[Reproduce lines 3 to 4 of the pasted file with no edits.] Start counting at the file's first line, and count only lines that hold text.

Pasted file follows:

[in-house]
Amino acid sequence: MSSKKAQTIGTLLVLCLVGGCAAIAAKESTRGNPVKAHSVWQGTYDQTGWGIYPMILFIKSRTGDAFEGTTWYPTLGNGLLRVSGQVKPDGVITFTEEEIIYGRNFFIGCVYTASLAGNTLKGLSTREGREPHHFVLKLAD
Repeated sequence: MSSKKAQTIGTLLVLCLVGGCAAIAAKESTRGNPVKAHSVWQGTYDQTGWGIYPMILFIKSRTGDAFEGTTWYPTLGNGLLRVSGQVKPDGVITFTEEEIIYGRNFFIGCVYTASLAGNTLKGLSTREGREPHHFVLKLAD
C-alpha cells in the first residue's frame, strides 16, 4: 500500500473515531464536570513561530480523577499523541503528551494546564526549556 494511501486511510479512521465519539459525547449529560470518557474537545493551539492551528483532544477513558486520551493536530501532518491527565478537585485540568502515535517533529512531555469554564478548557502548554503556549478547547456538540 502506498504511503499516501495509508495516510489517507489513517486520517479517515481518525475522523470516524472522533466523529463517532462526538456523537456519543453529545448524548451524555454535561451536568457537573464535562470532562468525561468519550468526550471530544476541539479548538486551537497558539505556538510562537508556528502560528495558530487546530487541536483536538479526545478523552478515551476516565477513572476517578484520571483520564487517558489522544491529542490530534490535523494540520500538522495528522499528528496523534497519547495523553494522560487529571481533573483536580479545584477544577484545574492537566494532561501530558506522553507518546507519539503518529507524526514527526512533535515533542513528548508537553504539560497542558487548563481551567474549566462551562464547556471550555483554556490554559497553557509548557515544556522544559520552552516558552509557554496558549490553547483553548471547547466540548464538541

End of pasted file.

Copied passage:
Repeated sequence: MSSKKAQTIGTLLVLCLVGGCAAIAAKESTRGNPVKAHSVWQGTYDQTGWGIYPMILFIKSRTGDAFEGTTWYPTLGNGLLRVSGQVKPDGVITFTEEEIIYGRNFFIGCVYTASLAGNTLKGLSTREGREPHHFVLKLAD
C-alpha cells in the first residue's frame, strides 16, 4: 500500500473515531464536570513561530480523577499523541503528551494546564526549556 494511501486511510479512521465519539459525547449529560470518557474537545493551539492551528483532544477513558486520551493536530501532518491527565478537585485540568502515535517533529512531555469554564478548557502548554503556549478547547456538540 502506498504511503499516501495509508495516510489517507489513517486520517479517515481518525475522523470516524472522533466523529463517532462526538456523537456519543453529545448524548451524555454535561451536568457537573464535562470532562468525561468519550468526550471530544476541539479548538486551537497558539505556538510562537508556528502560528495558530487546530487541536483536538479526545478523552478515551476516565477513572476517578484520571483520564487517558489522544491529542490530534490535523494540520500538522495528522499528528496523534497519547495523553494522560487529571481533573483536580479545584477544577484545574492537566494532561501530558506522553507518546507519539503518529507524526514527526512533535515533542513528548508537553504539560497542558487548563481551567474549566462551562464547556471550555483554556490554559497553557509548557515544556522544559520552552516558552509557554496558549490553547483553548471547547466540548464538541